Witches In The Family

by | Sep 16, 2016

A woman who gives birth to a child, takes care of family, can also be a witch. Yes, you heard me right. It’s shocking, but it is the bitter truth of some parts of this country. Witch branding has very strong roots in villages.

Research has recognised 12 states where witch hunts are unrestrained, they are — Jharkhand, Haryana, Chhattisgarh, Orissa, West Bengal, Madhya Pradesh, Rajasthan, Andhra Pradesh, Gujarat, Maharashtra, Assam and Bihar. In these regions, for generations, women have been frequently branded as witches in villages, blamed for unexplained or incurable illnesses among villagers and livestock. Due to the lack of education and medical facilities in villages, mortality rates are high. This allows these superstitious beliefs to prevail. The death of a male member in the family, gives a reason to the people to call a woman a ‘Witch’.

I met a lady (let’s call her Radha, as I do not want to disclose her identity) who has been branded as a witch in her family. She is a vegetable vendor and I see her daily coming to city to sell vegetables.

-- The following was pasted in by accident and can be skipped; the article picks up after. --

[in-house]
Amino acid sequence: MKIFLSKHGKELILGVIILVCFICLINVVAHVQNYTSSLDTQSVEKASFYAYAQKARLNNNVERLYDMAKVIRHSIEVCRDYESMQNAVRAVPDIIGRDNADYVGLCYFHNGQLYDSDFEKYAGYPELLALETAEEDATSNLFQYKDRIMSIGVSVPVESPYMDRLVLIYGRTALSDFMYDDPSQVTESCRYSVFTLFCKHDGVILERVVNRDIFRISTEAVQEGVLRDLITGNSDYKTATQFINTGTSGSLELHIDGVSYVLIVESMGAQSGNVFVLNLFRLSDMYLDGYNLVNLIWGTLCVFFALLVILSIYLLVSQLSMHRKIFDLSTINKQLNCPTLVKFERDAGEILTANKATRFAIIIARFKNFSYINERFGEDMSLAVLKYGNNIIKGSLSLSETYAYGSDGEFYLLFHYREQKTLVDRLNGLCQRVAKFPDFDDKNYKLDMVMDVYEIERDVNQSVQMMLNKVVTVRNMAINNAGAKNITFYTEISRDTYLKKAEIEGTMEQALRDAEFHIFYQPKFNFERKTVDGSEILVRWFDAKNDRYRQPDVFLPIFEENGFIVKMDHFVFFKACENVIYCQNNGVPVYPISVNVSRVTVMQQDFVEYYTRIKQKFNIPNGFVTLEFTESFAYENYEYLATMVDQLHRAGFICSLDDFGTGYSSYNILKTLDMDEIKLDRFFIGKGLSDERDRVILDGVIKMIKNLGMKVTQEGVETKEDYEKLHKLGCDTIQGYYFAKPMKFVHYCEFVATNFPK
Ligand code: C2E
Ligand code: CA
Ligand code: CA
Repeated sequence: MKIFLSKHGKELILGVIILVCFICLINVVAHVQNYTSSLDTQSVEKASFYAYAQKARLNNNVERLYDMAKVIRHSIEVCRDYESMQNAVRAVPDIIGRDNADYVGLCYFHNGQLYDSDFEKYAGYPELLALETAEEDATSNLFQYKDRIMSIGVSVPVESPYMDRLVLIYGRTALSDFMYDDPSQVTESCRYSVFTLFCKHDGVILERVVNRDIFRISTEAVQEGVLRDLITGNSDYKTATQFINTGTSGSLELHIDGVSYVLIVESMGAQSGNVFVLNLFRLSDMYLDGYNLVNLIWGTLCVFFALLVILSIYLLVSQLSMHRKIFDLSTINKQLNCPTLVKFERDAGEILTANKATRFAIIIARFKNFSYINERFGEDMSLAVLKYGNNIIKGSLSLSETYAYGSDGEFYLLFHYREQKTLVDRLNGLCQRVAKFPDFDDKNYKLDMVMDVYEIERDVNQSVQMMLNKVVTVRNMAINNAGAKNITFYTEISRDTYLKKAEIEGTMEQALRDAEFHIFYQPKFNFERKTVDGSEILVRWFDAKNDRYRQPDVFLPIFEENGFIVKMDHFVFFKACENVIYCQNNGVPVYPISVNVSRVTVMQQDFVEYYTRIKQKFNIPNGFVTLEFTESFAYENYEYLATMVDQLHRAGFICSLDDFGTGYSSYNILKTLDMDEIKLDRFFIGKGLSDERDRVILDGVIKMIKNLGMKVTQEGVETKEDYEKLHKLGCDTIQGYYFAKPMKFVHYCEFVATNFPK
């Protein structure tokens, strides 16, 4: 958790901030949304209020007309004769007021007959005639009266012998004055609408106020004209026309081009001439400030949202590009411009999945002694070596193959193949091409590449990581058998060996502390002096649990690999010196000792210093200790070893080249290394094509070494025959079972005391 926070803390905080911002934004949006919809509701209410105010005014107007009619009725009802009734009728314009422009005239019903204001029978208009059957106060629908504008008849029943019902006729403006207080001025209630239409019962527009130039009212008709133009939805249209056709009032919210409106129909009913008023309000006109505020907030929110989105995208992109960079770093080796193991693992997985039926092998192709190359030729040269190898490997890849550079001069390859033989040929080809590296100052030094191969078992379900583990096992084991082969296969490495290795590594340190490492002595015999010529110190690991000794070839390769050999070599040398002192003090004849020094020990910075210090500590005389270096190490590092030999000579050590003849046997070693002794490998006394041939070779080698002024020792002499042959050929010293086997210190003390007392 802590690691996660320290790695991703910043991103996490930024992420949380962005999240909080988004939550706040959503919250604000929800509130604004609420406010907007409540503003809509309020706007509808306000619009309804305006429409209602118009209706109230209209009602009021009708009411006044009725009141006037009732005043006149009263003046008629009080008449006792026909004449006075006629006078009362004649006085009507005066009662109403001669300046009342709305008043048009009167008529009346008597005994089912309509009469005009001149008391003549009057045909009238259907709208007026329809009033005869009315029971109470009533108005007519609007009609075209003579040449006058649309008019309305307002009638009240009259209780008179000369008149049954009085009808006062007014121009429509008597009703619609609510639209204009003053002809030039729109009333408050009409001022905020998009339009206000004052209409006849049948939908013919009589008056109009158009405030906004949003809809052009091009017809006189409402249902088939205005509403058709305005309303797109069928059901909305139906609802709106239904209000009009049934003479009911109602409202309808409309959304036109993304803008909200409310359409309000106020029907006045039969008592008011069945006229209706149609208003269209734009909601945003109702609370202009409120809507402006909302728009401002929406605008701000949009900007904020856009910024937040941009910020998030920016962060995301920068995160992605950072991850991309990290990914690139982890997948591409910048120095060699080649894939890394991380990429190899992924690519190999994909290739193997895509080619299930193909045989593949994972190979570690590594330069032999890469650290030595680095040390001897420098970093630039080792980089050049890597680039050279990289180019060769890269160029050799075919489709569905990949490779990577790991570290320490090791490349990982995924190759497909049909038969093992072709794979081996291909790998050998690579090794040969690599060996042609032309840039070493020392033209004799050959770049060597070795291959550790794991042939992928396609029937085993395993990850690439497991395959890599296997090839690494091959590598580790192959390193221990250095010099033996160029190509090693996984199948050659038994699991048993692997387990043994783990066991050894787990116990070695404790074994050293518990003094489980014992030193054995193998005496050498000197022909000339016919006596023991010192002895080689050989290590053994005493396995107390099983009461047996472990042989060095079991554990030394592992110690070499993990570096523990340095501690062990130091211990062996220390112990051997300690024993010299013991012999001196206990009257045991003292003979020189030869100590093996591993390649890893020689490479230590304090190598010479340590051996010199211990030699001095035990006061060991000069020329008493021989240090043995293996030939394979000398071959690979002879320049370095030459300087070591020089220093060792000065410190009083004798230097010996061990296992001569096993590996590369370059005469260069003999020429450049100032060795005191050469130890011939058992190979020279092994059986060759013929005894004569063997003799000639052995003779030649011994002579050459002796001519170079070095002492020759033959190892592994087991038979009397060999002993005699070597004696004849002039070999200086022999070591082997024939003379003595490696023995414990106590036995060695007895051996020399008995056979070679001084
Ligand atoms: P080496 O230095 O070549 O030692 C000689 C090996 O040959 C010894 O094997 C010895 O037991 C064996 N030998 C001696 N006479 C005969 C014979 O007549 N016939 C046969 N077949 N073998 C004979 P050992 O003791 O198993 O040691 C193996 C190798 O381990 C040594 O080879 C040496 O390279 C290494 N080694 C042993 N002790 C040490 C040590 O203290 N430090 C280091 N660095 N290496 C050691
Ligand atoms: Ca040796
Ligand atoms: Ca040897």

The story started with her brother–in-law. He had cancer and it was detected when it was at the last stage. Someone asked them to go to a church for medicine. He denied to go there due to the fear of shame he and family would face if they went to the church. He decided to commit suicide and sent everyone to work that day. The day he committed suicide was the start of bad days for Radha. Her mother-in–law came to her house and started throwing stones on her house, abusing her badly. Her children were at home and got scared, called her and asked her to come home soon. She came and her neighbours along with her mother-in-law started throwing stones on her. They abused her, called her a witch and yelled many other profanities. But she collected her strength and faced them alone, sending them back. But the story had only begun that day; till date, no one visits her house, and people turn their face when they come face to face with her on the streets.